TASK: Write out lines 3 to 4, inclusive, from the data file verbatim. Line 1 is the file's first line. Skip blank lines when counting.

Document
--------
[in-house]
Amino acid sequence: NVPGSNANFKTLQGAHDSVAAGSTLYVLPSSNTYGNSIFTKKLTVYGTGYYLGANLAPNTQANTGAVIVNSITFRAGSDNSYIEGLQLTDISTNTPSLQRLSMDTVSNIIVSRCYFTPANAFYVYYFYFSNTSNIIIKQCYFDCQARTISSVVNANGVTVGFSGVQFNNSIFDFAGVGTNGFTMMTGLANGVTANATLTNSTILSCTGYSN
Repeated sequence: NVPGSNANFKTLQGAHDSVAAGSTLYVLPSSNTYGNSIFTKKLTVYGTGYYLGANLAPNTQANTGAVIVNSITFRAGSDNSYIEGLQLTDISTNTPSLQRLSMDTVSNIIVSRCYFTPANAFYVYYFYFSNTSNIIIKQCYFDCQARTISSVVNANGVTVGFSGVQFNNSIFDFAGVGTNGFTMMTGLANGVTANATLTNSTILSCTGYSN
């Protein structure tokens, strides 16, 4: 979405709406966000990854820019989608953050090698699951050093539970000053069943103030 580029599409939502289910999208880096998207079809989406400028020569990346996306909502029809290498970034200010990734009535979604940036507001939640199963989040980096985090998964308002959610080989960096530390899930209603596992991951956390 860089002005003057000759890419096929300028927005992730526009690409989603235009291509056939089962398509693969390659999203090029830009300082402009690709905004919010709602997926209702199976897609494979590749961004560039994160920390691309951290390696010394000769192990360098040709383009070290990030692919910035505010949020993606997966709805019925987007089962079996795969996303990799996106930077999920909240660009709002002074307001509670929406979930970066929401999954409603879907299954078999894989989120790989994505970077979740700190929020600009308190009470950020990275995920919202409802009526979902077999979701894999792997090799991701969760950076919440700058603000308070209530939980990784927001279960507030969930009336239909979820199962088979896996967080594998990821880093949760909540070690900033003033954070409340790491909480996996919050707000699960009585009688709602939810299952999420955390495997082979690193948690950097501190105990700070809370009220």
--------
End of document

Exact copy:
Repeated sequence: NVPGSNANFKTLQGAHDSVAAGSTLYVLPSSNTYGNSIFTKKLTVYGTGYYLGANLAPNTQANTGAVIVNSITFRAGSDNSYIEGLQLTDISTNTPSLQRLSMDTVSNIIVSRCYFTPANAFYVYYFYFSNTSNIIIKQCYFDCQARTISSVVNANGVTVGFSGVQFNNSIFDFAGVGTNGFTMMTGLANGVTANATLTNSTILSCTGYSN
């Protein structure tokens, strides 16, 4: 979405709406966000990854820019989608953050090698699951050093539970000053069943103030 580029599409939502289910999208880096998207079809989406400028020569990346996306909502029809290498970034200010990734009535979604940036507001939640199963989040980096985090998964308002959610080989960096530390899930209603596992991951956390 860089002005003057000759890419096929300028927005992730526009690409989603235009291509056939089962398509693969390659999203090029830009300082402009690709905004919010709602997926209702199976897609494979590749961004560039994160920390691309951290390696010394000769192990360098040709383009070290990030692919910035505010949020993606997966709805019925987007089962079996795969996303990799996106930077999920909240660009709002002074307001509670929406979930970066929401999954409603879907299954078999894989989120790989994505970077979740700190929020600009308190009470950020990275995920919202409802009526979902077999979701894999792997090799991701969760950076919440700058603000308070209530939980990784927001279960507030969930009336239909979820199962088979896996967080594998990821880093949760909540070690900033003033954070409340790491909480996996919050707000699960009585009688709602939810299952999420955390495997082979690193948690950097501190105990700070809370009220």